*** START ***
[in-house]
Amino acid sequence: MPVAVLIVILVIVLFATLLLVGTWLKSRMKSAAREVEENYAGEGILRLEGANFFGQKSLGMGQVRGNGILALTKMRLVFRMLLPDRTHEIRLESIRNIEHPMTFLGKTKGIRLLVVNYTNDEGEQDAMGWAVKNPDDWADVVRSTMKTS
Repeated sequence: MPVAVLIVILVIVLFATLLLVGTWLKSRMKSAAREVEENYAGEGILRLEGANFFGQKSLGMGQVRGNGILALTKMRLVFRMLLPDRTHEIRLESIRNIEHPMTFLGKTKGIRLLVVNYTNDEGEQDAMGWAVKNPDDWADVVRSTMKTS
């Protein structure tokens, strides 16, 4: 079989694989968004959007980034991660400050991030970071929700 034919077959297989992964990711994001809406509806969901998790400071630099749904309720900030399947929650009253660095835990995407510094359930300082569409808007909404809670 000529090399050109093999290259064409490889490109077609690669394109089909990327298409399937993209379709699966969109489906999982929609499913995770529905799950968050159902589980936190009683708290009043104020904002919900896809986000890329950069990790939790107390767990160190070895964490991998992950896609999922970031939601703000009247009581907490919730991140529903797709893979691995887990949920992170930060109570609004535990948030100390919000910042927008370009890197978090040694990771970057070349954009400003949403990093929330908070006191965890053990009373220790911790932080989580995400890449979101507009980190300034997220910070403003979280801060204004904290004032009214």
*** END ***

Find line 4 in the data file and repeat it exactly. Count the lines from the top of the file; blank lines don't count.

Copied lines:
């Protein structure tokens, strides 16, 4: 079989694989968004959007980034991660400050991030970071929700 034919077959297989992964990711994001809406509806969901998790400071630099749904309720900030399947929650009253660095835990995407510094359930300082569409808007909404809670 000529090399050109093999290259064409490889490109077609690669394109089909990327298409399937993209379709699966969109489906999982929609499913995770529905799950968050159902589980936190009683708290009043104020904002919900896809986000890329950069990790939790107390767990160190070895964490991998992950896609999922970031939601703000009247009581907490919730991140529903797709893979691995887990949920992170930060109570609004535990948030100390919000910042927008370009890197978090040694990771970057070349954009400003949403990093929330908070006191965890053990009373220790911790932080989580995400890449979101507009980190300034997220910070403003979280801060204004904290004032009214």